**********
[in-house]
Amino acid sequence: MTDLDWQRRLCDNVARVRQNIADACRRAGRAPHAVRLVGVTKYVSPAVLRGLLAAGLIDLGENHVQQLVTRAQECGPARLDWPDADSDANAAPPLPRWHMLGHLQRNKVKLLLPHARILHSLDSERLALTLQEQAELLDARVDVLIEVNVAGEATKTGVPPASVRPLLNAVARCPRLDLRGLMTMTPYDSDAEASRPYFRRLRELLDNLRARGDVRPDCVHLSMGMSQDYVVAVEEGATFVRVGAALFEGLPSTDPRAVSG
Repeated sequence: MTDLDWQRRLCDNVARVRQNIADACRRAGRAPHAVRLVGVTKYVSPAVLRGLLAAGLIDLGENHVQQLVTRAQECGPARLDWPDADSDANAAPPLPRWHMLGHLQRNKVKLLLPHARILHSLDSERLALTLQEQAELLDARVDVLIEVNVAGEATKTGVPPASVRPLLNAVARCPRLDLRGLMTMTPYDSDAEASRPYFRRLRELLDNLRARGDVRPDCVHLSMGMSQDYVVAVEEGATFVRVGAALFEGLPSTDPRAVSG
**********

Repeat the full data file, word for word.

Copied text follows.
[in-house]
Amino acid sequence: MTDLDWQRRLCDNVARVRQNIADACRRAGRAPHAVRLVGVTKYVSPAVLRGLLAAGLIDLGENHVQQLVTRAQECGPARLDWPDADSDANAAPPLPRWHMLGHLQRNKVKLLLPHARILHSLDSERLALTLQEQAELLDARVDVLIEVNVAGEATKTGVPPASVRPLLNAVARCPRLDLRGLMTMTPYDSDAEASRPYFRRLRELLDNLRARGDVRPDCVHLSMGMSQDYVVAVEEGATFVRVGAALFEGLPSTDPRAVSG
Repeated sequence: MTDLDWQRRLCDNVARVRQNIADACRRAGRAPHAVRLVGVTKYVSPAVLRGLLAAGLIDLGENHVQQLVTRAQECGPARLDWPDADSDANAAPPLPRWHMLGHLQRNKVKLLLPHARILHSLDSERLALTLQEQAELLDARVDVLIEVNVAGEATKTGVPPASVRPLLNAVARCPRLDLRGLMTMTPYDSDAEASRPYFRRLRELLDNLRARGDVRPDCVHLSMGMSQDYVVAVEEGATFVRVGAALFEGLPSTDPRAVSG